Kristaps Porzingis must have heard the chatter because he reminded everyone why the Dallas Mavericks traded for him in the first place during Monday night’s game against the Minnesota Timberwolves.

In the Mavs’ 127-122 win, it was Porzingis who set the tone early. He was aggressive, hunting for his shots against the overmatched Timberwolves frontcourt. Porzingis also changed the game defensively, blocking and affecting a bevy of shots at the rim. And in playing well on both ends on Monday, he proved that when things are clicking, he can be the defensive anchor the Mavs need.

The game by the numbers:

Porzingis had a monster 27-point, 13-rebound, and six block night. In the first half alone he tallied 17 points, grabbed nine rebounds, and blocked five shots. For the first time all season, his game looked like the dynamic style he used to play while in New York before the countless knee injuries.

Porzingis’ play changes the nature of this Mavericks team. When he is floating in and out of plays, and not making directly impactful decisions on the court, Dallas isn’t a real playoff threat. Porzingis takes the Mavs from a fringe playoff team to a top-five club in the West only if he chooses to be aggressive nightly. Luka Doncic can’t be responsible for creating everything himself.

Hardaway Jr’s big night:

Playing off of Porzingis, Hardaway Jr. found a rhythm on the floor early. The sharpshooter went 9-16 from the field and 4-9 from three, scoring 24 points in 28 minutes. And in the first half, he made most of his money, scoring 18 points while Dallas jumped out to an early 20-point lead.

It’s no secret, Hardaway Jr. needs to make shots for Dallas to win. This team has been horrific from behind the three-point line, but his play can change that quickly. He may not be Dallas’ most consistent three-point bomber, but his points are needed in every way as Dallas tries to figure out what exactly it is as a team.

Double-figure scorers:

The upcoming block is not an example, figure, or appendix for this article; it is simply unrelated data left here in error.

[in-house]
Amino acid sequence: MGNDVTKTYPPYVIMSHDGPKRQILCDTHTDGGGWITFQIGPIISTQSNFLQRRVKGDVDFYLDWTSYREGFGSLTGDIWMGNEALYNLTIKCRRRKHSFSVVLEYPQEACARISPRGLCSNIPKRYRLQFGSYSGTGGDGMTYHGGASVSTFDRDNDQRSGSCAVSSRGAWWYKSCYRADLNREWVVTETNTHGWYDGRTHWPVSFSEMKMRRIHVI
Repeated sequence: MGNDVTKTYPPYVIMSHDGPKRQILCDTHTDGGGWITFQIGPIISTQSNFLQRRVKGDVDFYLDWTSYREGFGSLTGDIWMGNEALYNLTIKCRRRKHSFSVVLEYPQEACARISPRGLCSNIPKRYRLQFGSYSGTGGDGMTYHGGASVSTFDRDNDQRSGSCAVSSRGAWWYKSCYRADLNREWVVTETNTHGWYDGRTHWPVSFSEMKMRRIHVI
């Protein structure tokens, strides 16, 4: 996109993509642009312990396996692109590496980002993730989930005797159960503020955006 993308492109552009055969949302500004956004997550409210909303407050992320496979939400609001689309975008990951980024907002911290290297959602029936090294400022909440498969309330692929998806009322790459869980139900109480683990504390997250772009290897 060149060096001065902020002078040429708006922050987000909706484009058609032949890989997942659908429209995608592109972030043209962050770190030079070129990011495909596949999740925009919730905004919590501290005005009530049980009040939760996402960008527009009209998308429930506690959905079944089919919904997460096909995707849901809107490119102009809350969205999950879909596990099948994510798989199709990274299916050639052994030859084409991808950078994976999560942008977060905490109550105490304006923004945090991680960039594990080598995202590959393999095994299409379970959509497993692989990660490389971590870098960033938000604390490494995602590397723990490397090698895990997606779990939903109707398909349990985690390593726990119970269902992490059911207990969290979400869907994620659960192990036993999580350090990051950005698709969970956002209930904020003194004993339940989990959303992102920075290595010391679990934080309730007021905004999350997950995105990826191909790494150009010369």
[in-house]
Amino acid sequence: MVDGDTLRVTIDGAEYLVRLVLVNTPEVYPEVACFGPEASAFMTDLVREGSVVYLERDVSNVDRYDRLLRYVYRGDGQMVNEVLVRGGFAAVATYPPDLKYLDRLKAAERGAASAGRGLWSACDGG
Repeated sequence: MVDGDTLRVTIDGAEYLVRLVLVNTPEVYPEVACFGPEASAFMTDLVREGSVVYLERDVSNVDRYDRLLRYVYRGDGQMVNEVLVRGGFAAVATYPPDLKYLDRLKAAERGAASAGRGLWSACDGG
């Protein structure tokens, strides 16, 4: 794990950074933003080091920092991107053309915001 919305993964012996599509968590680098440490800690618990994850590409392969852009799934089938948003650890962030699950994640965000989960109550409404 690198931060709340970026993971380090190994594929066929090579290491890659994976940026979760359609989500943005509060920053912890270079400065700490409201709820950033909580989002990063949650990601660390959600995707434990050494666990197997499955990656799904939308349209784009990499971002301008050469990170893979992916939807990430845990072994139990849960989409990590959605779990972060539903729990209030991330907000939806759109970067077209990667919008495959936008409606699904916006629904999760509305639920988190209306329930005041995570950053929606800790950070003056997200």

Outside of Hardaway Jr. (24) and Porzingis (27), Dallas had three other double-figure scorers: Doncic (26), Josh Richardson (18), Dwight Powell (12). Having five players tally double-digit scoring numbers is a difficult thing to do by any team. In Monday night’s contents, it gave Dallas an opportunity to boast team depth that it didn’t possess for much of the season. A full roster can change everything, and Mavs fans have seen that recently with back-to-back wins. But, in the end, old habits die hard. And by the fourth quarter, Dallas faced another blown lead it had built in the first half.

Looking ahead:

Dallas was outscored 71-56 in the second half. That isn’t something to gloss over. Routinely this season, Dallas has played lackadaisical with the lead. And often to blame has been the suspect Mavericks defense. Monday night was another example of that truth.

Dallas gave up 27 points in the second half to Malik Beasley, 22 of them came in the fourth quarter. It looked as though the Mavs defense let its foot off the gas peddle. That is something great teams simply don’t do. He found his spots on the floor and never stopped attacking once he had his rhythm going. Beasley’s play changed the complexion of the game for Minnesota.

Yes, Doncic closed the game out by making great plays down the stretch. And yes, Dallas’s blazing offense allowed them to play with house money when it had the lead. But, if the Mavs hope to make noise come playoff time, fortifying the team’s defense has to come first. If Porzingis is blocking shots and playing the way he was on Monday, that will come easier for Dallas. If not, the Mavs might need to explore the trade and buyout market for difference makers on that end of the floor. But for now, it’s on to play the Atlanta Hawks in ESPN primetime on Wednesday.

Related reading on the Dallas Mavericks.

Feature image via Kevin Jairaj-USA TODAY Sports

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